Find out who your best users are, how they interact with your product, how to retain them and attract more of them.
For example, ecommerce companies may better benefit from Amplitude software to analyze user behavior than other options. Companies who offer products such as web apps or mobile apps, or ecommerce companies who make most of their revenue from digital properties can get the most from product analytics, but even they have to set up different analytics tools.
Use product analytics to look for answers to business questions around two challenges: acquiring users at low-cost and retaining users.
For example, ask questions such as:
- What marketing channels are driving the best users (not just the most)?
- Are users getting stuck somewhere in our onboarding funnel
- What’s the percentage of users that signs up and completes critical actions?
- How many of those users are returning on a daily, weekly or monthly basis?
- What attributes do our best users share?
Track a user from the moment they first learn about you to the moment they become a customer to answer these questions.
Gather sufficient data to be able to extract valid conclusions - wait until you get the first 100 users before investing in advanced analytics tools.
For example, secure 100+ B2B users (companies) or 2000+ B2C users (consumers), be active on multiple marketing channels and already spend $1000+ per month on user acquisition before proceeding with analytics tool investments. Focus on qualitative data like interviews and surveys to get the answers you’re looking for when you can’t secure the minimum benchmarks mentioned above.
Run a business analysis to identify parts of your business where you’re underperforming, which could be improved with data use.
- Focus on areas where you’re performing below industry averages. For example, perhaps your onboarding funnel has a poor conversion rate or your user retention is too low. This is where data can help you.
- Set a crystal clear objective. For example, we want to figure out how to convert more of our free users to paid users to make the most of the data analysis.
Create a tracking plan in a spreadsheet before writing any code.
- Use event-driven analytics tools such as Mixpanel, Amplitude, Snowplow and Intercom to collect data. For example, playing a song would be an event for Spotify.
- Use properties alongside any event. For example, if a user uploaded a picture, you might also want to know what kind of picture it was (JPG, PNG, GIF) or what size the picture was (500px by 500px).
- Enter event and properties data in the spreadsheet.
Use a combination of 2-3 different tools such as Google Analytics, Mixpanel or Amplitude to analyze marketing traffic, channels, and user behavior, and a tool like Segment to manage them.
For example, a typical stack of tools would look something like this: Segment.com + Google Analytics + Mixpanel OR Amplitude OR Snowplow OR Heap Analytics.
- Segment to simplify the implementation process of multiple tools and send data to multiple tools simultaneously.
- Google Analytics to analyze marketing traffic, look at marketing channels and what users did before signing up.
- Mixpanel or Amplitude to understand user behavior after sign up (e.g., if they are coming back to use your product). Amplitude is a better fit for ecommerce and cross-platform products companies.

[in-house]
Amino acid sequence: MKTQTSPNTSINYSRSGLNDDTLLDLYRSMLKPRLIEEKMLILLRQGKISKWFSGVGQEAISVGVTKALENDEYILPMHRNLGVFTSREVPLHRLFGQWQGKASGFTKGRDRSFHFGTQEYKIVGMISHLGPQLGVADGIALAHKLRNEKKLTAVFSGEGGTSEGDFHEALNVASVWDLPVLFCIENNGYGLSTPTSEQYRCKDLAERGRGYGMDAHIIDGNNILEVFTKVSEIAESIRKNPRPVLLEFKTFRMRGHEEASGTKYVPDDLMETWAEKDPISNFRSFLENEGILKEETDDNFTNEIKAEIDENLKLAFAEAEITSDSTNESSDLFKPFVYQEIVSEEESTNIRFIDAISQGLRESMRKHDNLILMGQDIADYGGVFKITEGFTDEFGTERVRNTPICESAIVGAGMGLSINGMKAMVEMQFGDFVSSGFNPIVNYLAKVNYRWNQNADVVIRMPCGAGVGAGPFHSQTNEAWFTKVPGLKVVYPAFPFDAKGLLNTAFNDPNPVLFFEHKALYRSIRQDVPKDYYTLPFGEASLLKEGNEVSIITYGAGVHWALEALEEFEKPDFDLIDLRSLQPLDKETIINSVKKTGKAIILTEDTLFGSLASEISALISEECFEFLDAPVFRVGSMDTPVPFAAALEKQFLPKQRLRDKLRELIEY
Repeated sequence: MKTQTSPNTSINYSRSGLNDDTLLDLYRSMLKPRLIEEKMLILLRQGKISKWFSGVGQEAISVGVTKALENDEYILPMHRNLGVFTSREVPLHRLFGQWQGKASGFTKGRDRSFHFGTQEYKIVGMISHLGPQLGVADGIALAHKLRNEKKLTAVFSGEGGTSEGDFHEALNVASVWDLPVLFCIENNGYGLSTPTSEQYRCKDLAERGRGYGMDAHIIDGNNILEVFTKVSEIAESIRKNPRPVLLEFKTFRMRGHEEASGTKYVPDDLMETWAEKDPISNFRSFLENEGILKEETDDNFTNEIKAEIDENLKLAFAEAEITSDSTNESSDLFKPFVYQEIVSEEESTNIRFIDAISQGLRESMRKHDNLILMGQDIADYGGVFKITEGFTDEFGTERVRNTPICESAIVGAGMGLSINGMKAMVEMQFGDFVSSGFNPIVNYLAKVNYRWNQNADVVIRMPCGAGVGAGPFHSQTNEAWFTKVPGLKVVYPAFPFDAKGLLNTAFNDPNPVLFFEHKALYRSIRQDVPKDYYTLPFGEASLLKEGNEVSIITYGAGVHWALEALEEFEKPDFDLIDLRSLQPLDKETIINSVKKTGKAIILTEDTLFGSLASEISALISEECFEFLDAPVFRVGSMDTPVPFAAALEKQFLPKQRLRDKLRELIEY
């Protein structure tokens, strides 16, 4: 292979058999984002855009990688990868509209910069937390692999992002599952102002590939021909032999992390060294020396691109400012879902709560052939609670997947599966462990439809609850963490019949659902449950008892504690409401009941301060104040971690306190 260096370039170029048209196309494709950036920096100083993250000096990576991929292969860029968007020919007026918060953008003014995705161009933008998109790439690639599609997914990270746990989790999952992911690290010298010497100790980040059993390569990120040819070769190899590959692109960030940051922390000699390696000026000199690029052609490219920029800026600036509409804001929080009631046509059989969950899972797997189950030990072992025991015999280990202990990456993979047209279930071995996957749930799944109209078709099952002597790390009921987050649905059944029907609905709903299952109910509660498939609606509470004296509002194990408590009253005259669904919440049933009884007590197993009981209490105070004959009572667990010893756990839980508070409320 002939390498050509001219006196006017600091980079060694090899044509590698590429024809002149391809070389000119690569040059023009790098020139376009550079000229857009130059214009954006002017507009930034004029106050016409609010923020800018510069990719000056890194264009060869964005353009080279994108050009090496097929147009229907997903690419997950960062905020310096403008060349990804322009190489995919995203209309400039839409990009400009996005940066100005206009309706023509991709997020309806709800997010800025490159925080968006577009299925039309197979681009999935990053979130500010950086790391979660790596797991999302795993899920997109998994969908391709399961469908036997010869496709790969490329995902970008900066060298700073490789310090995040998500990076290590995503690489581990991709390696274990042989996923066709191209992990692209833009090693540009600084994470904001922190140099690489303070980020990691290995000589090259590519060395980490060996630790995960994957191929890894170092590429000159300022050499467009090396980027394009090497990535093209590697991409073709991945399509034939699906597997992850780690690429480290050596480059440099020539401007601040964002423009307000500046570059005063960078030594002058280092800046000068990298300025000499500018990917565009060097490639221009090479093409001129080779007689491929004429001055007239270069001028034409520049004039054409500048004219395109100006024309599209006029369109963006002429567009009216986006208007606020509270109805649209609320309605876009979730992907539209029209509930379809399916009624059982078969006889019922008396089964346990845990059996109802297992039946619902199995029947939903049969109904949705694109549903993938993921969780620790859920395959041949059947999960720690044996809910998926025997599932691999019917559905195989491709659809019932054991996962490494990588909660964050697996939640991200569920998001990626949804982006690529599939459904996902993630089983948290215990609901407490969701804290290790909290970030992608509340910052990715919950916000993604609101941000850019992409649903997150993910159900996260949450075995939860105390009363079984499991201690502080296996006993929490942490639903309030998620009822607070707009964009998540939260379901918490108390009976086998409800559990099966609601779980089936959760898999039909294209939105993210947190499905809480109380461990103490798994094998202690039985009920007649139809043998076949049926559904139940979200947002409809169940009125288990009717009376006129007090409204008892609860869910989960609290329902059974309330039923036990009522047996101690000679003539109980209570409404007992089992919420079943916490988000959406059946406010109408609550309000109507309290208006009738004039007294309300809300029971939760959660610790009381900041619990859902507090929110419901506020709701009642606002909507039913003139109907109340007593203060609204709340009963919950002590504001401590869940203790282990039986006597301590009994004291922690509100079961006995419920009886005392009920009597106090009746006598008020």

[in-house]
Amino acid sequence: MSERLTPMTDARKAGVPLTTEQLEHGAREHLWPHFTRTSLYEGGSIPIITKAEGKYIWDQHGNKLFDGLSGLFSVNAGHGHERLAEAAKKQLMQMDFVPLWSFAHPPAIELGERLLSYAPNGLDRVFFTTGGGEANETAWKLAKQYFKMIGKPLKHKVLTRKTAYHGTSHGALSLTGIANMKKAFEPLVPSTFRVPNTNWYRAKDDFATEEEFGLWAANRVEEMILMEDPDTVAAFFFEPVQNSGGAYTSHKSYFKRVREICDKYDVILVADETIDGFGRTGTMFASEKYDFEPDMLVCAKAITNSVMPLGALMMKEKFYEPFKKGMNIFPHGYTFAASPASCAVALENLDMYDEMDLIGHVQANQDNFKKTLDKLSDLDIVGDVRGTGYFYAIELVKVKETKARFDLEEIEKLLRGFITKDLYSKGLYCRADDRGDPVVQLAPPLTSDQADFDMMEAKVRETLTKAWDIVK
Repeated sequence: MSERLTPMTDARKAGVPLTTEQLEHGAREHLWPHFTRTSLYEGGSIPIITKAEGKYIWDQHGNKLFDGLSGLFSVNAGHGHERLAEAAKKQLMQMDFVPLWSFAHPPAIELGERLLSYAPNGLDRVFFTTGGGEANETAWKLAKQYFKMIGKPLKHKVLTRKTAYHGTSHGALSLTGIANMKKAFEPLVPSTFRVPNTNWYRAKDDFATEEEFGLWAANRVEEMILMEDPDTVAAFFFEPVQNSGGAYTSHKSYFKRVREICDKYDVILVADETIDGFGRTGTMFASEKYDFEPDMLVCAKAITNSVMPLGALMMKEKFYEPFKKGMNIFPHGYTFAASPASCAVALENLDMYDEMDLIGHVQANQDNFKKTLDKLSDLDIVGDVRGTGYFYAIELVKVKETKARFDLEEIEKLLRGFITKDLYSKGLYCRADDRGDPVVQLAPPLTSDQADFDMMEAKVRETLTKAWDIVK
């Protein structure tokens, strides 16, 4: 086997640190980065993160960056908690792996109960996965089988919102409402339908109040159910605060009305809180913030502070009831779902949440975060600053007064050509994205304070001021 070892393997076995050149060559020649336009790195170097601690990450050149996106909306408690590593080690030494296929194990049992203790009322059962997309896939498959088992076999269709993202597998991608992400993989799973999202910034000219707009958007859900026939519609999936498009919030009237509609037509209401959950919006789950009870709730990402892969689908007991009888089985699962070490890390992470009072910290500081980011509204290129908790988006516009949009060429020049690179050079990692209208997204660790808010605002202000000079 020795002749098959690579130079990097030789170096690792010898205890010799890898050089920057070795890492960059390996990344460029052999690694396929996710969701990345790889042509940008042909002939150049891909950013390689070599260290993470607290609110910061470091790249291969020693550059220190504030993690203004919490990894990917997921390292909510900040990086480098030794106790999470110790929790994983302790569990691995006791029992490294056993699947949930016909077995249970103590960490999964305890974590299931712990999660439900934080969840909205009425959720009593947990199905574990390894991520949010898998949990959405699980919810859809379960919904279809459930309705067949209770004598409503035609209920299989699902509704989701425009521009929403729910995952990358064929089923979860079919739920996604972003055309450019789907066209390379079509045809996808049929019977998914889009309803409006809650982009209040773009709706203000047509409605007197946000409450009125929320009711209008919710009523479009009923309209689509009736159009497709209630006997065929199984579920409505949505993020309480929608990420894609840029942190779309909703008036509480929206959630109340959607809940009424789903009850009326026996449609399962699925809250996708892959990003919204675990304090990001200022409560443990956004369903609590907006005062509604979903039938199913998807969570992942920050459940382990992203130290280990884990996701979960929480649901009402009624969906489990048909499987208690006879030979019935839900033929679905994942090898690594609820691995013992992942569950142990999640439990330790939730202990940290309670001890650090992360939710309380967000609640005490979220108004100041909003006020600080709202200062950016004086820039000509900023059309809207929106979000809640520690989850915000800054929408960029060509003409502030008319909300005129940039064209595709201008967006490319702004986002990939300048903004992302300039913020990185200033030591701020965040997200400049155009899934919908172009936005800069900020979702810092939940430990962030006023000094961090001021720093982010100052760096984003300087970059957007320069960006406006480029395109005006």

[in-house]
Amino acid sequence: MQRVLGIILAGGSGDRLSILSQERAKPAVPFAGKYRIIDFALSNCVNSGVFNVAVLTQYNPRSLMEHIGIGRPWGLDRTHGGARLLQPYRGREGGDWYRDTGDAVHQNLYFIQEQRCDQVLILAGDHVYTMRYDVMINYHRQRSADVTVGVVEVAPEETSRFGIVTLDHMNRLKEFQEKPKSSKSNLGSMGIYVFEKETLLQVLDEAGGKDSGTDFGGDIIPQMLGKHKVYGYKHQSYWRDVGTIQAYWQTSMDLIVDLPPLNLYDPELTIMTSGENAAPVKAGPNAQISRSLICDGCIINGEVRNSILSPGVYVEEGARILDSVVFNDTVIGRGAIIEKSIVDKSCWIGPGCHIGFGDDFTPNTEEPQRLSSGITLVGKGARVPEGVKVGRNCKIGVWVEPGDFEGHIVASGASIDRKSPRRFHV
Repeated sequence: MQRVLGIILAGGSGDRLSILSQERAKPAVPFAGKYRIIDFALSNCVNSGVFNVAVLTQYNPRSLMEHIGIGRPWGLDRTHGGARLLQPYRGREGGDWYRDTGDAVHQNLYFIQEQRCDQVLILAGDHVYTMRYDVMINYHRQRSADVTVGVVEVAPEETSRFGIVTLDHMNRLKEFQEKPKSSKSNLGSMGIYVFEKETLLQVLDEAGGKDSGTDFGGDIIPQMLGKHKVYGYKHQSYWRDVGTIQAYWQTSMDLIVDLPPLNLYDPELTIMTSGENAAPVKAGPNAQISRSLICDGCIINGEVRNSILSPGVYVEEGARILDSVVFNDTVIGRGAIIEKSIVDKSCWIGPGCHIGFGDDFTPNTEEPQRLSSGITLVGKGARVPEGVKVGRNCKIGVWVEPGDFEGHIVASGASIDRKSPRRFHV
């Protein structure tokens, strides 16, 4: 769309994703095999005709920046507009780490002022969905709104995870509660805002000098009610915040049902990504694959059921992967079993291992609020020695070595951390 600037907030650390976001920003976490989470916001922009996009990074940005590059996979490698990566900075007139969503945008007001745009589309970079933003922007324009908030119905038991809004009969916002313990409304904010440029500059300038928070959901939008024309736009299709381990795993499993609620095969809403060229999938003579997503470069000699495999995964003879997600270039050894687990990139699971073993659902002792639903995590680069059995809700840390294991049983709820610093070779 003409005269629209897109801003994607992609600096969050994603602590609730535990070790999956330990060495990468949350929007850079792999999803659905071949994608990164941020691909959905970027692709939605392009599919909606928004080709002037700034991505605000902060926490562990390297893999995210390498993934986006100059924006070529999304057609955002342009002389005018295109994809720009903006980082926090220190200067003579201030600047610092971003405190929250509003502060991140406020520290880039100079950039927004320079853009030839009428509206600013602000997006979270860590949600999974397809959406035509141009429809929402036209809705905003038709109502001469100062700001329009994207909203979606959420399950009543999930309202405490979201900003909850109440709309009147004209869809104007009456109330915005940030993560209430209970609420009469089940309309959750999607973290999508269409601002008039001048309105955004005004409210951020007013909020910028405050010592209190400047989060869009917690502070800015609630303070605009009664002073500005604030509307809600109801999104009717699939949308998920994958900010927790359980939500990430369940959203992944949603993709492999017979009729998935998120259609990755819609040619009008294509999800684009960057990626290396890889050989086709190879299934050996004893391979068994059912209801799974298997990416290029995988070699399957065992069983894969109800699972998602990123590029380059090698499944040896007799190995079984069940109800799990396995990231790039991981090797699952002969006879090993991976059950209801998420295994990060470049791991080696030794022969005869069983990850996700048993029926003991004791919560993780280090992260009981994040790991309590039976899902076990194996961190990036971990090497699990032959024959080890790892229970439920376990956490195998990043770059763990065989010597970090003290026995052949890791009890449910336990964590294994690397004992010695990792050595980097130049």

- Snowplow to manage large amounts of data across multiple teams and channels, especially when mining real-time event data.
- Heap Analytics when you lack development resources and your products are mostly on the web.
Use a funnel type report in tools like Mixpanel to understand the different steps that you want your users to take in a particular journey, such as product onboarding or an ecommerce sales funnel.
For example, the Mixpanel funnel report (or an equivalent) would look at the different actions needed to complete an onboarding, from signing up for the product, to taking a critical action which would mark them as Onboarded.
Use cohort analysis to follow the percentage of users who came back and used your product after day 1, day 2 - assess whether you’re successful at getting new users or if those who already signed up return for your product.
Most product analytics support cohort analysis reports. The key thing to keep in mind here is how you define active users. Make sure that you’re focusing on key activities and not just opening the app.
Segment your event data into valuable insights, and use messaging software to send event-based notifications.
For example, look at the Signup completed segment of your product data to see how users signed up. If 98% of them used email instead of social media, consider removing the social options altogether to improve the signup rate. Use tools such as Intercom to tailor your communication with signed-up users. Set up your messages to only be sent if users have taken or not taken a certain action. For example, user sign-up, or having completed the first of five steps after sign-up.
Choose easy naming conventions, educate your team on analytics, and consistently maintain data to avoid long-term problems.
- Choose logical and easy-to-understand names for events and properties set in products analytics. For example, if you have an event that tracks when users make purchases, call that event purchase.
- Give your entire team an analytics crash course and follow up with everyone individually as they start to generate their reports.
- Set up a Slack channel where anyone can post questions around the analytics tracking. For example, What events to use? or How to create a specific report in an analytics tool?
- Keep your team active when it comes to maintaining data accuracy.
- Anticipate tracking errors after a new product release or major product changes.